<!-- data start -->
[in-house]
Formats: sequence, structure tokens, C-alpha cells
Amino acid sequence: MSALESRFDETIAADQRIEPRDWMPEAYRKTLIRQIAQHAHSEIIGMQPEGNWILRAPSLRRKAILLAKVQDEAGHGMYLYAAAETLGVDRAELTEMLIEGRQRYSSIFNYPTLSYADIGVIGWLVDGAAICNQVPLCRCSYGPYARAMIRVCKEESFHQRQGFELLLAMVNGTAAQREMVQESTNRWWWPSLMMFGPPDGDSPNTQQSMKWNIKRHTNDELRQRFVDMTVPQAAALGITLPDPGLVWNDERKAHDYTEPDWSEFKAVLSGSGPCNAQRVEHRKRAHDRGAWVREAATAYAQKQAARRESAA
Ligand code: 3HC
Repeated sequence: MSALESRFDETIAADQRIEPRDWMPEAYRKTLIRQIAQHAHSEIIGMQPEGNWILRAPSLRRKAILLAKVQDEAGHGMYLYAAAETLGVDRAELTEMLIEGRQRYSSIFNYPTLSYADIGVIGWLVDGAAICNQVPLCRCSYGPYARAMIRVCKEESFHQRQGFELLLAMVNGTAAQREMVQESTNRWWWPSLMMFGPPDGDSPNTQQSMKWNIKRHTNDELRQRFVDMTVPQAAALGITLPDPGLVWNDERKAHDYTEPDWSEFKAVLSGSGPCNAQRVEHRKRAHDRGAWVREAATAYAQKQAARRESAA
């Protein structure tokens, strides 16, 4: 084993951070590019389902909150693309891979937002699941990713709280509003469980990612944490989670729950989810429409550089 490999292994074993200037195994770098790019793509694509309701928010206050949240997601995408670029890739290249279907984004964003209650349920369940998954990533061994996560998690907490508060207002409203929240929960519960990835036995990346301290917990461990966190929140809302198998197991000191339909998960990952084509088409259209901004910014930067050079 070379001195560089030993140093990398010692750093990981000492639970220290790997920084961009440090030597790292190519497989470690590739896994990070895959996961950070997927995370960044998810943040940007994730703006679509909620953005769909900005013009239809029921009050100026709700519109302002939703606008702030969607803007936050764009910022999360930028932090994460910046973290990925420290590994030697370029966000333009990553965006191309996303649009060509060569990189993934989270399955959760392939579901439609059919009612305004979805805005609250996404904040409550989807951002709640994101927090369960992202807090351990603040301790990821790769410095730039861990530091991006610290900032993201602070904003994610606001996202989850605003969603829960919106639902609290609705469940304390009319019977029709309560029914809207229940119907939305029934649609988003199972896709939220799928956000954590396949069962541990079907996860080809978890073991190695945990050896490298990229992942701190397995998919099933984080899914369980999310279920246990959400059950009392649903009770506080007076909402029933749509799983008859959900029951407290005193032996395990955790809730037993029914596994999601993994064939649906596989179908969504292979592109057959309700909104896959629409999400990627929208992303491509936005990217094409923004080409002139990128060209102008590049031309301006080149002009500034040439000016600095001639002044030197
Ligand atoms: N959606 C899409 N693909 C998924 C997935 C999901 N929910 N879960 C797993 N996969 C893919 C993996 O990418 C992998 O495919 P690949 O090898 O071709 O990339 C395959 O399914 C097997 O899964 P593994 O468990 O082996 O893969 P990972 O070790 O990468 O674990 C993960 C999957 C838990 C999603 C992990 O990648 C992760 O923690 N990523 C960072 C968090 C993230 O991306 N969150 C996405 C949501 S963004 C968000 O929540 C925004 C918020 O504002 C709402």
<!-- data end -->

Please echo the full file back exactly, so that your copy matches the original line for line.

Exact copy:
[in-house]
Formats: sequence, structure tokens, C-alpha cells
Amino acid sequence: MSALESRFDETIAADQRIEPRDWMPEAYRKTLIRQIAQHAHSEIIGMQPEGNWILRAPSLRRKAILLAKVQDEAGHGMYLYAAAETLGVDRAELTEMLIEGRQRYSSIFNYPTLSYADIGVIGWLVDGAAICNQVPLCRCSYGPYARAMIRVCKEESFHQRQGFELLLAMVNGTAAQREMVQESTNRWWWPSLMMFGPPDGDSPNTQQSMKWNIKRHTNDELRQRFVDMTVPQAAALGITLPDPGLVWNDERKAHDYTEPDWSEFKAVLSGSGPCNAQRVEHRKRAHDRGAWVREAATAYAQKQAARRESAA
Ligand code: 3HC
Repeated sequence: MSALESRFDETIAADQRIEPRDWMPEAYRKTLIRQIAQHAHSEIIGMQPEGNWILRAPSLRRKAILLAKVQDEAGHGMYLYAAAETLGVDRAELTEMLIEGRQRYSSIFNYPTLSYADIGVIGWLVDGAAICNQVPLCRCSYGPYARAMIRVCKEESFHQRQGFELLLAMVNGTAAQREMVQESTNRWWWPSLMMFGPPDGDSPNTQQSMKWNIKRHTNDELRQRFVDMTVPQAAALGITLPDPGLVWNDERKAHDYTEPDWSEFKAVLSGSGPCNAQRVEHRKRAHDRGAWVREAATAYAQKQAARRESAA
């Protein structure tokens, strides 16, 4: 084993951070590019389902909150693309891979937002699941990713709280509003469980990612944490989670729950989810429409550089 490999292994074993200037195994770098790019793509694509309701928010206050949240997601995408670029890739290249279907984004964003209650349920369940998954990533061994996560998690907490508060207002409203929240929960519960990835036995990346301290917990461990966190929140809302198998197991000191339909998960990952084509088409259209901004910014930067050079 070379001195560089030993140093990398010692750093990981000492639970220290790997920084961009440090030597790292190519497989470690590739896994990070895959996961950070997927995370960044998810943040940007994730703006679509909620953005769909900005013009239809029921009050100026709700519109302002939703606008702030969607803007936050764009910022999360930028932090994460910046973290990925420290590994030697370029966000333009990553965006191309996303649009060509060569990189993934989270399955959760392939579901439609059919009612305004979805805005609250996404904040409550989807951002709640994101927090369960992202807090351990603040301790990821790769410095730039861990530091991006610290900032993201602070904003994610606001996202989850605003969603829960919106639902609290609705469940304390009319019977029709309560029914809207229940119907939305029934649609988003199972896709939220799928956000954590396949069962541990079907996860080809978890073991190695945990050896490298990229992942701190397995998919099933984080899914369980999310279920246990959400059950009392649903009770506080007076909402029933749509799983008859959900029951407290005193032996395990955790809730037993029914596994999601993994064939649906596989179908969504292979592109057959309700909104896959629409999400990627929208992303491509936005990217094409923004080409002139990128060209102008590049031309301006080149002009500034040439000016600095001639002044030197
Ligand atoms: N959606 C899409 N693909 C998924 C997935 C999901 N929910 N879960 C797993 N996969 C893919 C993996 O990418 C992998 O495919 P690949 O090898 O071709 O990339 C395959 O399914 C097997 O899964 P593994 O468990 O082996 O893969 P990972 O070790 O990468 O674990 C993960 C999957 C838990 C999603 C992990 O990648 C992760 O923690 N990523 C960072 C968090 C993230 O991306 N969150 C996405 C949501 S963004 C968000 O929540 C925004 C918020 O504002 C709402």